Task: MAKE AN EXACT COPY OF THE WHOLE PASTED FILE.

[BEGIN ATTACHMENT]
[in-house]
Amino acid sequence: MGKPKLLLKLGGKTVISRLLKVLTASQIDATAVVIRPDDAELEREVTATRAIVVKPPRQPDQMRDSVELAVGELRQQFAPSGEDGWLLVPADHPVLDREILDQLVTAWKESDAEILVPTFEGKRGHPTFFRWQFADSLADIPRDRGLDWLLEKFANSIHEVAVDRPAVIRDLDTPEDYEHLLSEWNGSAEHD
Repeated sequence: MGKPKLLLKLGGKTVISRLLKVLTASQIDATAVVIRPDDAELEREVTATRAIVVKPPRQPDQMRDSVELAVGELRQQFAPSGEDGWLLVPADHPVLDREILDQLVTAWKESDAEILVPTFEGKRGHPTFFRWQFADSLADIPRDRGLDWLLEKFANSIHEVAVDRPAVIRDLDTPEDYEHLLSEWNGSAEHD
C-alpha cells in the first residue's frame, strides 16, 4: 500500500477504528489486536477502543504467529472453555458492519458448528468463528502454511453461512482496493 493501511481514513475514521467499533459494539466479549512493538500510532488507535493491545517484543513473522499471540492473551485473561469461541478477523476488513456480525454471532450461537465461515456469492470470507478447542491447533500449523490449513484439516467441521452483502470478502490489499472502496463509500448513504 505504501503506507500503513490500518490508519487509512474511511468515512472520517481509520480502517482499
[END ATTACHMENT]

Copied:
[in-house]
Amino acid sequence: MGKPKLLLKLGGKTVISRLLKVLTASQIDATAVVIRPDDAELEREVTATRAIVVKPPRQPDQMRDSVELAVGELRQQFAPSGEDGWLLVPADHPVLDREILDQLVTAWKESDAEILVPTFEGKRGHPTFFRWQFADSLADIPRDRGLDWLLEKFANSIHEVAVDRPAVIRDLDTPEDYEHLLSEWNGSAEHD
Repeated sequence: MGKPKLLLKLGGKTVISRLLKVLTASQIDATAVVIRPDDAELEREVTATRAIVVKPPRQPDQMRDSVELAVGELRQQFAPSGEDGWLLVPADHPVLDREILDQLVTAWKESDAEILVPTFEGKRGHPTFFRWQFADSLADIPRDRGLDWLLEKFANSIHEVAVDRPAVIRDLDTPEDYEHLLSEWNGSAEHD
C-alpha cells in the first residue's frame, strides 16, 4: 500500500477504528489486536477502543504467529472453555458492519458448528468463528502454511453461512482496493 493501511481514513475514521467499533459494539466479549512493538500510532488507535493491545517484543513473522499471540492473551485473561469461541478477523476488513456480525454471532450461537465461515456469492470470507478447542491447533500449523490449513484439516467441521452483502470478502490489499472502496463509500448513504 505504501503506507500503513490500518490508519487509512474511511468515512472520517481509520480502517482499